You don't need the investing acumen of Warren Buffett or the riches of a trust-fund baby to achieve financial success.
Small sums of money invested monthly in undervalued small-cap stocks offer hope for your greatest returns. They offer the best opportunities for growth because they're mostly ignored by the big investors.
Below, we screen for stocks under $3 billion in market cap, offering earnings surprises of 15% or more in the previous quarter, with long-term earnings growth forecast to be at least 15%. We'll then filter our findings through the collective investing wisdom of the 180,000 members in our Motley Fool CAPS community.
Here are some of the stocks this simple screen found:
EPS Act. vs. Est.
Avg. Analyst 5-Yr EPS Est.
CAPS Rating (out of 5)
Kodiak Oil & Gas (NYS: KOG)
OpenTable (NAS: OPEN)
Questcor Pharmaceuticals (NAS: QCOR)
Source: Yahoo.com and Motley Fool CAPS. Taser reported EPS of $0.04 compared to $0.00 estimates.
Of course, this is not a list of stocks to buy -- just a starting point for more research. We need to look more closely at these companies to see whether analysts' faith in them is well-founded.
An alternative opportunity
The bankruptcy filing of President Obama's pet "green" company Solyndra, a company that was supposed to lead the way into the future with a $535 million helping hand from taxpayers in the form of a loan guarantee, suggests so-called green jobs won't be a significant force in the future -- let alone provide enough energy to wean us off fossil fuels. That's why some smart analysts suggest you should add energy stocks -- specifically traditional oil and gas plays -- as a core holding in your portfolio.
Although BP (NYS: BP) or Chesapeake Energy (NYS: CHK) might head any investor's short list of companies to consider, smaller plays like Kodiak Oil & Gas or EOG Resources (NYS: EOG) should make the cut too. And for those looking for perhaps a quick route to realizing the value inherent in its shares though a possible acquisition, Kodiak is probably a top contender.
The exploration and production specialist has rich assets in the Bakken fields of North Dakota and Montana, which, as the Fool's Dan Dzombak points out, ought to make it particularly attractive to a larger company. With a unique ability to increase output even as it is already keeping a busy production schedule, Kodiak is a prime buyout candidate.
Highly rated CAPS All-Star Keekers44 agrees Kodiak looks like an attractive takeover target, and with 95% of the CAPS community rating the E&P star to outperform the broad market averages, it's apparent they think that even if it remains a stand-alone company it will do well for itself.
Add Kodiak to your watchlist, then head over to the Kodiak Oil & Gas CAPS page and drill down on further analysis of this unique energy play.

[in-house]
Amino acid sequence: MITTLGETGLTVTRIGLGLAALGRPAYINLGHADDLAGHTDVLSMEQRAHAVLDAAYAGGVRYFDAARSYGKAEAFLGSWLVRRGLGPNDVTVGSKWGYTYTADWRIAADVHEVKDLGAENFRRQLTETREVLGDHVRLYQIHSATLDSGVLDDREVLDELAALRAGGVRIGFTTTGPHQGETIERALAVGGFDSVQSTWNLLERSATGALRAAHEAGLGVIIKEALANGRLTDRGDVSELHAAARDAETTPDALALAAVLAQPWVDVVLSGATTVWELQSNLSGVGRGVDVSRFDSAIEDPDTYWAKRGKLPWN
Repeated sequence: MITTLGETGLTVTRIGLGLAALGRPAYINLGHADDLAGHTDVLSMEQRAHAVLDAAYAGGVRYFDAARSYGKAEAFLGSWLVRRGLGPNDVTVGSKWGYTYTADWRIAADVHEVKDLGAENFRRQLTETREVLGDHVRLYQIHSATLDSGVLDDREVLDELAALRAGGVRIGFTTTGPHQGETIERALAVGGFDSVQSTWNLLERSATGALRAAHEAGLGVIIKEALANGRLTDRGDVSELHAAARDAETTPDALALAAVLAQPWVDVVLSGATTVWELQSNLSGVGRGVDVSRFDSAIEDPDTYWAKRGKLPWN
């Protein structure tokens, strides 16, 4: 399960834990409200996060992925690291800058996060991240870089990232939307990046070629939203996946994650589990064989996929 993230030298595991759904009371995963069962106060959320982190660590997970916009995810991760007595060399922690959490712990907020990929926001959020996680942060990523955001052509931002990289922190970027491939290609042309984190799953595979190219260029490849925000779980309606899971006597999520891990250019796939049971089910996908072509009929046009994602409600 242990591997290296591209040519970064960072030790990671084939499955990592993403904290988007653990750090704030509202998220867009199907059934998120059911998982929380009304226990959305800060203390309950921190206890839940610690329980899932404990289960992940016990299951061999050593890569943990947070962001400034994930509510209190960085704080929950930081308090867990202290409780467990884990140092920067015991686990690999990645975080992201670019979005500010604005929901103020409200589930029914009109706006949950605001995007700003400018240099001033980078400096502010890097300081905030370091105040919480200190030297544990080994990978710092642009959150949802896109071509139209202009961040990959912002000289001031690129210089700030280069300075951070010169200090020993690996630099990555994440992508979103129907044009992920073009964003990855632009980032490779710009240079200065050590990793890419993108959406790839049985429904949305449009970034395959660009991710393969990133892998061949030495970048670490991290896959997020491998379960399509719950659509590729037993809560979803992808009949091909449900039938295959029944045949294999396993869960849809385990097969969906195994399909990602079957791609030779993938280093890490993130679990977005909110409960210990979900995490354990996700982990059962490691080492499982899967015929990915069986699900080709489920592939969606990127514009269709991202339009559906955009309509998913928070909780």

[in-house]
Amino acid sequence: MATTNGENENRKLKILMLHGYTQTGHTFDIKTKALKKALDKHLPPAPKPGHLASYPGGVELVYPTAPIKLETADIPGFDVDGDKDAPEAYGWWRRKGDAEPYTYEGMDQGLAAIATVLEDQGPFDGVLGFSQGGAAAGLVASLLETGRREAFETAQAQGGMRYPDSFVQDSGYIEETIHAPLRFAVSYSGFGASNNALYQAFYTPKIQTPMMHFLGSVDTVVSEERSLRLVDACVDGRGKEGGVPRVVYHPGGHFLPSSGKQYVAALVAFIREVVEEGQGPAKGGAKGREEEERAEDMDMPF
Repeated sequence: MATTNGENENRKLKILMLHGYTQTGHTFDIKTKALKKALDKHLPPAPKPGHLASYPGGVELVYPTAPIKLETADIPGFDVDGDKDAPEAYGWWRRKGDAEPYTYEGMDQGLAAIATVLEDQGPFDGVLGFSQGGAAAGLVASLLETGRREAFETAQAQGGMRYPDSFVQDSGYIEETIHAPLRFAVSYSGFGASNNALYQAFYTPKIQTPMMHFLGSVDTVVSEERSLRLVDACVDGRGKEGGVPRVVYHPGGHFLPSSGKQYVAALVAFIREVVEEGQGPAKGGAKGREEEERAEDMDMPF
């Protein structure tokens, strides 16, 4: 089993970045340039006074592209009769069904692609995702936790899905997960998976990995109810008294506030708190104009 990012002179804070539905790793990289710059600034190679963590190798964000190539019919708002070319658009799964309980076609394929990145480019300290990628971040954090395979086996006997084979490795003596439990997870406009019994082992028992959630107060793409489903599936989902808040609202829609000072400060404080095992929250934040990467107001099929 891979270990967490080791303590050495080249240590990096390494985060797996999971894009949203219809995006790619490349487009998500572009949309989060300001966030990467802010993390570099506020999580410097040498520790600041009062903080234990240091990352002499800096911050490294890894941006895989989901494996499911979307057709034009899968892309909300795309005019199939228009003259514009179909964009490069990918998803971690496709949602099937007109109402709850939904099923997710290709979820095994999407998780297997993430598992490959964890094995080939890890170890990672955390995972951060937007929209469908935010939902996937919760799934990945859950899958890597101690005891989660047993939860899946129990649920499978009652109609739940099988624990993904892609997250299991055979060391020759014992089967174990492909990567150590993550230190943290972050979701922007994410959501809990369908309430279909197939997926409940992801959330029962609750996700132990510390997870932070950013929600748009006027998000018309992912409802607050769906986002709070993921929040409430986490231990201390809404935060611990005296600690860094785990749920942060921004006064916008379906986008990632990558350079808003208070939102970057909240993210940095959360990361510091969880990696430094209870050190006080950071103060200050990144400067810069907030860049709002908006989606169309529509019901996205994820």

A time for feasting
Not surprisingly, restaurant reservation specialist OpenTable is feeling the impact of a softer economy that's hitting the restaurants themselves.
According to the National Restaurant Association, restaurant operators reported softer comps and traffic levels and felt more pessimistic about the immediate future. Its Restaurant Performance Index slipped below 100 in July, indicating an industry edging into contraction and marking its lowest level in almost a year. OpenTable's stock has been cut in half from its 52-week high as expansion costs and high marketing expenses take a toll, not to mention increased competition from IAC/Interactive's Urbanspoon.
OpenTable's expansion includes buying smaller rivals, and the analysts at Trefis indicate that the reservation system with more than 15,500 restaurants in North America now dominates over half the market, giving it some serious critical mass.
OPEN ... is priced [as of early August] at a forward P/E of about 36 for a company that is expected to grow earnings by over 38%. In addition their international growth is phenomenal given every category internationally grew by over 200% this last quarter. A true rule breaker.
Add OpenTable to the Fool's free portfolio tracker to see whether it still has a seat at the table.
Taking giant steps
Focusing on central nervous system and inflammatory diseases, Questcor Pharmaceuticals has seen its shares double this year as its primary drug Acthar continues to gain traction. Despite fears early on that changes to Medicaid and Medicare reimbursement policies would impede prescription growth, second-quarter paid prescriptions for MS actually jumped 147% from the year-ago period, with Acthar prescriptions advancing 45% for all indications.
Although it faces competition from Solu-Medrol, an MS drug produced by Pfizer (NYS: PFE) , and Lundbeck's Sabril for infantile spasms, it hasn't lost any of its momentum. CAPS members think it can beat the market indexes, too, so add the pharmaceutical to the Fool's free portfolio tracker and give us a dose of your thinking on its prospects at the Questcor Pharmaceuticals CAPS page.
Foolish final thoughts
Stock investing is not brain surgery. Finding good, undervalued companies is not as difficult as the professionals want you to think. You just have to commit to starting now, and do so regularly. Now's the time to begin!
At the time thisarticle was published Fool contributor Rich Duprey holds no position in any company mentioned. Click here to see his holdings and a short bio. Motley Fool newsletter services have recommended buying shares of Pfizer, Chesapeake Energy, and OpenTable. Try any of our Foolish newsletter services free for 30 days. We Fools may not all hold the same opinions, but we all believe that considering a diverse range of insights makes us better investors. The Motley Fool has a disclosure policy.
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